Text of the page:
UKC

/ Scottish Winter, rope choices?

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Wildabeast - on 08 Jan 2018
So... we are looking to climb Cairngorms grade II/III possible an IV if we found something good.

We have a 10mm 50 meter rope or two 8.6mm 60m double ropes. The 50 meter says "Standard finish for water and abrasion resistance" the 60 meters have nothing on them about any water resistance.

In the alps we usually carry one of the 60m's doubled over, this is in the summer.

Are these suitable? Or would something else be more advisable?

Thank you
Mountain Llama on 08 Jan 2018
Wildabeast - on 08 Jan 2018
In reply to Mountain Llama:

Ive seen this before and never thought it was a legitimate solution! Would you carry both 60s on these graded routes?

thanks for the tip!
The Ex-Engineer - on 09 Jan 2018
In reply to Wildabeast:

Since you feel the need to ask, the sensible option is probably to climb on the double 60s.

Despite most Scottish Winter routes, especially in the Cairngorms, being short by Alpine standards, benightment due to limited daylight or retreat due to deteriorating weather or poor snow/ice conditions can be surprising common, so the ability make full length abseils is extremely useful.

I'd be more likely to climb on just one rope, in settled conditions late season (Mid-March or April) but in December or January I'd definitely prefer doubles even on more moderately graded routes.
Wildabeast - on 09 Jan 2018
In reply to The Ex-Engineer:

Thank you, in the past we have carried the other sixty in the pack in case of retreat and its not much heavier.
Cloverleaf - on 09 Jan 2018
In reply to Wildabeast:

The retreat is much quicker on the pair of 60's, but you'll also probably find that on III and into IV the line of protection will wander a lot and drag will be significant on a single rope, whereas twins will allow you to get a smoother rope run. Also, not to be underestimated is the potential to run pitches out a little more to find a belay when everything's absolutely buried. Nothing worse than just being one or two metres short of that bomber crack.

The Nikwax rope treatment is pretty effective, it did revive my old twin ropes enough to get another winter out of them, but they were used dry outers rather than uncoated so I'm not sure how much of the effectiveness was down to the Nikwax stuff, or the rejuvenation of existing coatings. It is cheap though, and it definitely won't make them worse so go for it and see what happens.
teh_mark on 09 Jan 2018
In reply to Cloverleaf:

> drag will be significant on a single rope, whereas twins will allow you to get a smoother rope run.

You mean half ropes; twins used correctly won't gain you any rope drag advantages at all.

(I realise that's massively pedantic, I'm sorry, but I think accuracy is important when talking about this sort of thing lest an anonymous novice read the thread and buy a pair of twins)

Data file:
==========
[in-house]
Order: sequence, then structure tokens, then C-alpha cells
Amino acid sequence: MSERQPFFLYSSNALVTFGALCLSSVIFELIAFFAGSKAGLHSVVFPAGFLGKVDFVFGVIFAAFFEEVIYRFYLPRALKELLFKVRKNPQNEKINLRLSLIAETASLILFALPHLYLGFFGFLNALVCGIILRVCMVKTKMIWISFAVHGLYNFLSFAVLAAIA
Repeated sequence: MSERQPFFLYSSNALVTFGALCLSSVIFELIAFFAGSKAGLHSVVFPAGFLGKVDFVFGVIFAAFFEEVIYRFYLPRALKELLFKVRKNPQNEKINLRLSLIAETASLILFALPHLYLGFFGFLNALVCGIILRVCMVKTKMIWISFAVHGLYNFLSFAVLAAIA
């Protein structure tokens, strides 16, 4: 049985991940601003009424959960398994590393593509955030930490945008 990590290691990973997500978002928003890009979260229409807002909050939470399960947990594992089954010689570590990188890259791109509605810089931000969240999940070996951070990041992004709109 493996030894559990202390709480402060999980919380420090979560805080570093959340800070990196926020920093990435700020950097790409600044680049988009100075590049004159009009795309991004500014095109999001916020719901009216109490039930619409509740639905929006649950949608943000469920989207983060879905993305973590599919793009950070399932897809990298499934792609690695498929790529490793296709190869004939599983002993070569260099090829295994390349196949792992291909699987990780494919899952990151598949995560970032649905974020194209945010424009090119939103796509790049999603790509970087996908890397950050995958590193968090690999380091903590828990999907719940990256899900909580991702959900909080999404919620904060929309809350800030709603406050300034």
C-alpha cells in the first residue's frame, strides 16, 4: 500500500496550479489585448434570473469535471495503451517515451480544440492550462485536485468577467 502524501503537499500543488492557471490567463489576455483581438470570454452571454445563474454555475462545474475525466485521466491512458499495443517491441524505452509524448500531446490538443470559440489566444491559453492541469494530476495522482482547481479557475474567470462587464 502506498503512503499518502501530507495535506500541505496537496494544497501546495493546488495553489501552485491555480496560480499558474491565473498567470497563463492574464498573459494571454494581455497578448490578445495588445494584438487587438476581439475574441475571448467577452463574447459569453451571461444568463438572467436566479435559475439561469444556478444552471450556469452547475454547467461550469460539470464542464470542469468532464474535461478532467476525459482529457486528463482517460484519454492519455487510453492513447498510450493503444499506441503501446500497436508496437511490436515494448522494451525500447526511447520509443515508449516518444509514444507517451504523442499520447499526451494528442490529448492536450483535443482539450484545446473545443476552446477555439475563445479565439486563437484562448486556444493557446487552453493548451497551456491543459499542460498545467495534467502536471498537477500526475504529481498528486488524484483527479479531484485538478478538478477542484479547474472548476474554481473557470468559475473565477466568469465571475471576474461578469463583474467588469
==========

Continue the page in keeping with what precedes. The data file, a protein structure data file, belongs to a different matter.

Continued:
nufkin - on 09 Jan 2018
In reply to teh_mark:

> I realise that's massively pedantic

There is a time and place; this is one of them
Big Lee - on 09 Jan 2018
In reply to teh_mark:

I thought exactly the same thing reading the original post. Does 'double' mean half or twin?

To the OP, I'd say it depends on the route. Straight up gully type route, the single will probably be fine. Just take loads of slings to keep the rope running as straight as possible and be aware that your gear is going to be more prone to side pull. Eg if plugging both sides of a gully alternately with gear - more critical in winter since cracks can become icy.

Routes that wonder around, better to use the half ropes, despite no dry treatment. Less drag. Just be prepared for them icing up and becoming hard to handle.

Wouldn't say half ropes are critical for abseil descent in the Norries as the routes aren't long enough to add more than probably a couple of abs. Buttresses over 300m, half ropes are potentially going to save you a lot of time should you need to bail. Other option is to carry a second skinny rope in addition to the single rope just for abseiling. The likes of Will Gadd advocate this approach but it really depends on the route characteristics (he's mainly climbing ice and bolted mixed, where it's much easier to keep the rope running straight).

If you're finding that you're doing enough routes that justify the half ropes but the set you have are becoming a nightmare to handle then you have a good reason to buy some dry half ropes. I'd stick with what you've got though until you've demonstrated a need for another set of ropes. You might prefer the single. Easier to handle one rope for example. Personally I prefer halves on all but straight up ice.
teh_mark on 09 Jan 2018
In reply to Big Lee:

> I thought exactly the same thing reading the original post. Does 'double' mean half or twin?

I personally use 'half' to refer to the type of rope, and 'double' to the technique of using half ropes - ie double rope technique. I don't know where I picked that up, but it's stuck with me. I see 'double ropes' as being synonymous with 'half ropes'.
jonny.greenwood - on 10 Jan 2018
In reply to Big Lee:

From the BMC Rope Guide PDF... "Half ropes, also referred to as Double ropes, are designed to be used in pairs as part of a double rope system..." etc.

Personally, I stick to the terms half and twin, but it must be a common term to make it into a guide.
Big Lee - on 10 Jan 2018
In reply to jonny.greenwood:

Guess so! I stand corrected.
Wildabeast - on 10 Jan 2018
In reply to Big Lee:

thanks everyone for all of this, suitably clued up on rope terminology now!

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